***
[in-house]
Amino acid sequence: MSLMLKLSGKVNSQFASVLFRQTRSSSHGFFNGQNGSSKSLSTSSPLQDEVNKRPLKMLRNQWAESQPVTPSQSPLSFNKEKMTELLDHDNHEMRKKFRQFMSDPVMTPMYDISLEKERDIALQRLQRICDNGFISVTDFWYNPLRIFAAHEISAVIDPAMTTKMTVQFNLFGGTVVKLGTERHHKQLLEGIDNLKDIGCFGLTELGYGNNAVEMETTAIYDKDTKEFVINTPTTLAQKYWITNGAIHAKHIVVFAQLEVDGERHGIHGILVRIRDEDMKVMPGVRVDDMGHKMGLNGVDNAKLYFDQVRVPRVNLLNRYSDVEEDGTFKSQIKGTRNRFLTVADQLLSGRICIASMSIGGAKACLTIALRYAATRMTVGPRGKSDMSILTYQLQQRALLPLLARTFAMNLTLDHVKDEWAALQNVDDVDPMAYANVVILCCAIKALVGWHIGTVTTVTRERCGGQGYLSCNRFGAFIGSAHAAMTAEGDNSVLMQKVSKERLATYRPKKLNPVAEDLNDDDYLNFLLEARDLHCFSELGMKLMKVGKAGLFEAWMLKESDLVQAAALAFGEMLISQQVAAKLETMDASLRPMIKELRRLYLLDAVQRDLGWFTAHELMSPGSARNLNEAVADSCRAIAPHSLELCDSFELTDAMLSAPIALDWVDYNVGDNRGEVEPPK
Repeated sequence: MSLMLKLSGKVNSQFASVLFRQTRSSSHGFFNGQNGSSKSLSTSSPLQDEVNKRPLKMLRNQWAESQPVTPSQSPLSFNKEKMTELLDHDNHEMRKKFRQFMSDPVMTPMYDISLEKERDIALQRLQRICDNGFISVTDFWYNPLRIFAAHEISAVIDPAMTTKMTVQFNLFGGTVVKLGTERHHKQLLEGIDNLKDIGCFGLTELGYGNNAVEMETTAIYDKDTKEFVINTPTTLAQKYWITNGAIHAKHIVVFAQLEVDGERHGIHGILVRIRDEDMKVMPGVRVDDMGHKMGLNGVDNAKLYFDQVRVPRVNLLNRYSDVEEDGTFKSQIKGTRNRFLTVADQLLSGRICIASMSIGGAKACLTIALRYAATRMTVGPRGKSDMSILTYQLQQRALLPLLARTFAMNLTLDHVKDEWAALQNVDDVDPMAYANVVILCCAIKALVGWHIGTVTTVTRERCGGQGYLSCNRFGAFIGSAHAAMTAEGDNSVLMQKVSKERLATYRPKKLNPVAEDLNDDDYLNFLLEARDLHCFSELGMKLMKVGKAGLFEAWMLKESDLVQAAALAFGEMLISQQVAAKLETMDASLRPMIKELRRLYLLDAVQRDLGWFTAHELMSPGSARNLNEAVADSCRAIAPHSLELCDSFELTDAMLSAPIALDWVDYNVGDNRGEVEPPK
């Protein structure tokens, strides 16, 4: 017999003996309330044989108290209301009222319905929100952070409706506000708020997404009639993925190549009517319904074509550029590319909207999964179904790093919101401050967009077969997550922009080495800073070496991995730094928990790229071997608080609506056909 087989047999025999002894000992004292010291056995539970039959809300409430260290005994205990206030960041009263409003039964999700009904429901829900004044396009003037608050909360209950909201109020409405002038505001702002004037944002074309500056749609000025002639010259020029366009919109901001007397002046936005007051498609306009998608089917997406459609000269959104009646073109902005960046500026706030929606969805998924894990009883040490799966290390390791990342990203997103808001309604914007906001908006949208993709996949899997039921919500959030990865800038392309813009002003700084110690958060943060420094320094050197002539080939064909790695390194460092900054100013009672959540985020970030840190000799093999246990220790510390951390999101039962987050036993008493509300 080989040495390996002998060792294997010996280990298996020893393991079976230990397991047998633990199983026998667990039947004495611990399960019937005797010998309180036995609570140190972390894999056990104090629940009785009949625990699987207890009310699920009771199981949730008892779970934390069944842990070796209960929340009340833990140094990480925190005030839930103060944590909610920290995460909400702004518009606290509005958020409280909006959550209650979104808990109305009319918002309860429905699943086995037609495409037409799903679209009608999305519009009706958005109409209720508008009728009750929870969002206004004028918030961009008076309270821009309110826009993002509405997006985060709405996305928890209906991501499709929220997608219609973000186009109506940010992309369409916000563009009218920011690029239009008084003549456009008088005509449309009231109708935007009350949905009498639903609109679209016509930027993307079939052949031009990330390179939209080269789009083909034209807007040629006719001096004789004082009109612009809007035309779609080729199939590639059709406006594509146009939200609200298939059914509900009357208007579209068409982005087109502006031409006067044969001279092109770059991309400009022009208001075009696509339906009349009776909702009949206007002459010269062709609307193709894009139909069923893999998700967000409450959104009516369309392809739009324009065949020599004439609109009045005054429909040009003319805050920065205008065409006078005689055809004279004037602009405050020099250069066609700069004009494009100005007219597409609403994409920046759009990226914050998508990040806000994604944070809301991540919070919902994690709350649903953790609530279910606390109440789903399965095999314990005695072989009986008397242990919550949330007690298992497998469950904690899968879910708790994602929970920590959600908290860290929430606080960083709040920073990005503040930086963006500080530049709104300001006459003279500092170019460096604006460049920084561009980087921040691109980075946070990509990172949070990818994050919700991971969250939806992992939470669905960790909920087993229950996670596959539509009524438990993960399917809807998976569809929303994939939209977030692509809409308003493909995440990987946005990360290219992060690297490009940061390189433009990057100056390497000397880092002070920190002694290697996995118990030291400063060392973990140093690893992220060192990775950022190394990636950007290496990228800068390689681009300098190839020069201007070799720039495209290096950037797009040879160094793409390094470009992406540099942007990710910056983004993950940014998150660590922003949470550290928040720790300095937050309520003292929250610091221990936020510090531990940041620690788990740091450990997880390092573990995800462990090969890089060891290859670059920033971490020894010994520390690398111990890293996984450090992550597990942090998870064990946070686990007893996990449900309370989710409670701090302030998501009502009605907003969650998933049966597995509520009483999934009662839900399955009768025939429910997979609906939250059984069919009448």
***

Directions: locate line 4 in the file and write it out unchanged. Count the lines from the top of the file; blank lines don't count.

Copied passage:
């Protein structure tokens, strides 16, 4: 017999003996309330044989108290209301009222319905929100952070409706506000708020997404009639993925190549009517319904074509550029590319909207999964179904790093919101401050967009077969997550922009080495800073070496991995730094928990790229071997608080609506056909 087989047999025999002894000992004292010291056995539970039959809300409430260290005994205990206030960041009263409003039964999700009904429901829900004044396009003037608050909360209950909201109020409405002038505001702002004037944002074309500056749609000025002639010259020029366009919109901001007397002046936005007051498609306009998608089917997406459609000269959104009646073109902005960046500026706030929606969805998924894990009883040490799966290390390791990342990203997103808001309604914007906001908006949208993709996949899997039921919500959030990865800038392309813009002003700084110690958060943060420094320094050197002539080939064909790695390194460092900054100013009672959540985020970030840190000799093999246990220790510390951390999101039962987050036993008493509300 080989040495390996002998060792294997010996280990298996020893393991079976230990397991047998633990199983026998667990039947004495611990399960019937005797010998309180036995609570140190972390894999056990104090629940009785009949625990699987207890009310699920009771199981949730008892779970934390069944842990070796209960929340009340833990140094990480925190005030839930103060944590909610920290995460909400702004518009606290509005958020409280909006959550209650979104808990109305009319918002309860429905699943086995037609495409037409799903679209009608999305519009009706958005109409209720508008009728009750929870969002206004004028918030961009008076309270821009309110826009993002509405997006985060709405996305928890209906991501499709929220997608219609973000186009109506940010992309369409916000563009009218920011690029239009008084003549456009008088005509449309009231109708935007009350949905009498639903609109679209016509930027993307079939052949031009990330390179939209080269789009083909034209807007040629006719001096004789004082009109612009809007035309779609080729199939590639059709406006594509146009939200609200298939059914509900009357208007579209068409982005087109502006031409006067044969001279092109770059991309400009022009208001075009696509339906009349009776909702009949206007002459010269062709609307193709894009139909069923893999998700967000409450959104009516369309392809739009324009065949020599004439609109009045005054429909040009003319805050920065205008065409006078005689055809004279004037602009405050020099250069066609700069004009494009100005007219597409609403994409920046759009990226914050998508990040806000994604944070809301991540919070919902994690709350649903953790609530279910606390109440789903399965095999314990005695072989009986008397242990919550949330007690298992497998469950904690899968879910708790994602929970920590959600908290860290929430606080960083709040920073990005503040930086963006500080530049709104300001006459003279500092170019460096604006460049920084561009980087921040691109980075946070990509990172949070990818994050919700991971969250939806992992939470669905960790909920087993229950996670596959539509009524438990993960399917809807998976569809929303994939939209977030692509809409308003493909995440990987946005990360290219992060690297490009940061390189433009990057100056390497000397880092002070920190002694290697996995118990030291400063060392973990140093690893992220060192990775950022190394990636950007290496990228800068390689681009300098190839020069201007070799720039495209290096950037797009040879160094793409390094470009992406540099942007990710910056983004993950940014998150660590922003949470550290928040720790300095937050309520003292929250610091221990936020510090531990940041620690788990740091450990997880390092573990995800462990090969890089060891290859670059920033971490020894010994520390690398111990890293996984450090992550597990942090998870064990946070686990007893996990449900309370989710409670701090302030998501009502009605907003969650998933049966597995509520009483999934009662839900399955009768025939429910997979609906939250059984069919009448």